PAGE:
More recently, ReconOS [4] and hthreads [5] implemented a programming model based on Pthreads to abstract the hardware/software boundary. They successfully demonstrate the feasibility of abstract programming models in heterogeneous systems. However, their middleware layer requires an impractical amount of FPGA resources. Furthermore, their communication bandwidth is limited due to a reliance on proprietary buses. Redsharc addresses these problems by developing an abstract API better suited for MCSoPC and developing custom on-chip networks, respectively, supporting the API.

Using a message passing interface (MPI) for parallel communication has also been explored on FPGAs. MPI is commonly used in scientific applications running on large clusters with traditional microprocessor-based nodes. Several works, including TMD-MPI [6] and SoC-MPI [7], have implemented some of the standard MPI function calls in an FPGA library. While supporting MPI may be useful when trying to port an existing scientific application to an FPGA cluster, it adds several layers of abstraction that are not necessary for streaming models. Some logic must be present to decode received message, strip out the real data from the message, and deliver that data to the appropriate input of the computational unit. The streaming model allows for direct connection of a stream to computational units, as the stream contains only data. We depend on the streams being properly set up before data is delivered. The goal of Redsharc is to implement as light-weight as possible, so a streaming system was chosen over an MPI or Pthreads-based system.

The stream model is common within FPGA programming. Projects such as [8, 9] use high level stream APIs or stream languages with compilation tools to automatically generate MCSoPC. Unlike Redsharc, these efforts focus on a purely streaming programming model and do not include support for random access memory. Furthermore, these models do not permit the mixing of heterogeneous hard processors, soft processors, or custom FPGA cores as may be needed to meet stringent application demands.

Researchers have also customized streaming networks to communicate between heterogeneous on-chip cores using abstract interfaces. For example, aSOC [10] is notable for communication between heterogeneous computational units, but it targets ASICs instead of FPGAs. Finally, SIMPPL [11] developed an FPGA-based streaming network but do not consider heterogeneous computational units. Moreover, existing on-chip networks only support pure streaming applications and do not include support for random access memory.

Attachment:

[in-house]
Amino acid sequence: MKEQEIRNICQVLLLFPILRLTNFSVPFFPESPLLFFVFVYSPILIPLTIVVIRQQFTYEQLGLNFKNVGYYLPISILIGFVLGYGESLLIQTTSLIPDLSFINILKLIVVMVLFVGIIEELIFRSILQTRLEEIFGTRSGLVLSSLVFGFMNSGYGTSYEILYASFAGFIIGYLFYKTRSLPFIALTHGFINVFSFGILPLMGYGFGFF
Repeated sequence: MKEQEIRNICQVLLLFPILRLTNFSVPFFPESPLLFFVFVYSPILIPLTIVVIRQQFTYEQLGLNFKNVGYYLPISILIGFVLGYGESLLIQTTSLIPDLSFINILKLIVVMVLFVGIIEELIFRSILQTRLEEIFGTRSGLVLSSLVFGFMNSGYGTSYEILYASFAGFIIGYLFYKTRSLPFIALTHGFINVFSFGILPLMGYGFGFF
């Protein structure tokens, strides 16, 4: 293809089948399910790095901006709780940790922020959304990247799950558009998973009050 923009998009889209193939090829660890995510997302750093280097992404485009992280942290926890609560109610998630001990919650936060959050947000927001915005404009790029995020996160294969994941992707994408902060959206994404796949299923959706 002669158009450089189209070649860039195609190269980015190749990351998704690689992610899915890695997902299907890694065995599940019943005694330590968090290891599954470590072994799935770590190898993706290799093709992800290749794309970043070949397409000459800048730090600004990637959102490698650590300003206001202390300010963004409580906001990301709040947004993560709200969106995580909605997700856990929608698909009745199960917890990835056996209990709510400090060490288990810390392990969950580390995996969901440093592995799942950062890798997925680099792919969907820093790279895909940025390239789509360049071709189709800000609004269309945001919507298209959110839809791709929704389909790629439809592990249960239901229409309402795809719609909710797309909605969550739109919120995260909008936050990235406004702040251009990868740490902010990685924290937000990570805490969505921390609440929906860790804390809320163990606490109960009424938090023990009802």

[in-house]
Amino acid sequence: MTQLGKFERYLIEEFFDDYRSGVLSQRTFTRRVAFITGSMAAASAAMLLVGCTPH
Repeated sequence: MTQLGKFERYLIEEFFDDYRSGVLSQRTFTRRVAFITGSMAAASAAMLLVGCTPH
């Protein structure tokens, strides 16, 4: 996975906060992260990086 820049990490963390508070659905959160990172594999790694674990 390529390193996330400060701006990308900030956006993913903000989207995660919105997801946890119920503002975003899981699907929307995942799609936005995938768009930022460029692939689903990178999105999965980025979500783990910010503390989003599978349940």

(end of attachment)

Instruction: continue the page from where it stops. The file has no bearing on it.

3. Redsharc API

Developing an abstract API for MCSoPC is not a trivial task. The API must support parallel operations, be realizable in all computational domains, be resource friendly, and be flexible enough to incorporate a large number of application domains. However, these goals can be in conflict at times.

To find the middle ground in these conflicting requirements, Redsharc is based on the stream virtual machine (SVM) API [12]. SVM was originally designed as an intermediate language between high level stream languages and low level instruction sets of various architectures being developed by the DARPA polymorphous computing systems (PCSs) program. The main idea was that multiple high-level languages would map to a common stable architectural abstraction layer that included SVM. That layer would then map to specific polymorphous computing systems such as TRIPS, MONARC, RAW, and others as illustrated in Figure 1 [1315]. SVM has no preference to the computational model for individual kernels and only specifies how kernels communicate with each other. SVM is primarily based on the relatively simple stream model, but it includes the concept of indexed block data to support random access. These features make it an ideal candidate for porting to MCSoPC. The REDSHARC system implements the same SVM API that would be used on a TRIPS, MONARCH, or RAW architectures while targeting FGPAs instead of ASIC processors. Future work could allow the high level languages shown in Figure 1 to target FPGA-, TRIPS-, MONARCH-, and RAW-based processors.

872610.fig.001
Figure 1: Layers in PCS program.

The Redsharc API recognizes two types of kernels, worker and control. There is only one control kernel in the system and it is responsible for creating and managing streams, blocks, and worker kernels. There may be multiple worker kernels that perform functions on data elements presented in streams or blocks. A stream is a unidirectional flow of data elements between two kernels. A block is an indexed set of data elements shared between two or more kernels. In the current Redsharc implementation, a data element can be of any size bits where is an integer and greater than 5.

Applications are divided into kernels. Because both hardware and software kernels utilize the same block and stream API, the initial stages of application development do not need to be concerned with a particular kernel being implemented in software or hardware. The system can be viewed as kernels with logical connections as shown in Figure 2. After each kernel is defined, the kernels are implemented using either hardware or software, depending on the suitability of the kernel’s task to a software or hardware environment. At that point in time, the system will resemble Figure 3.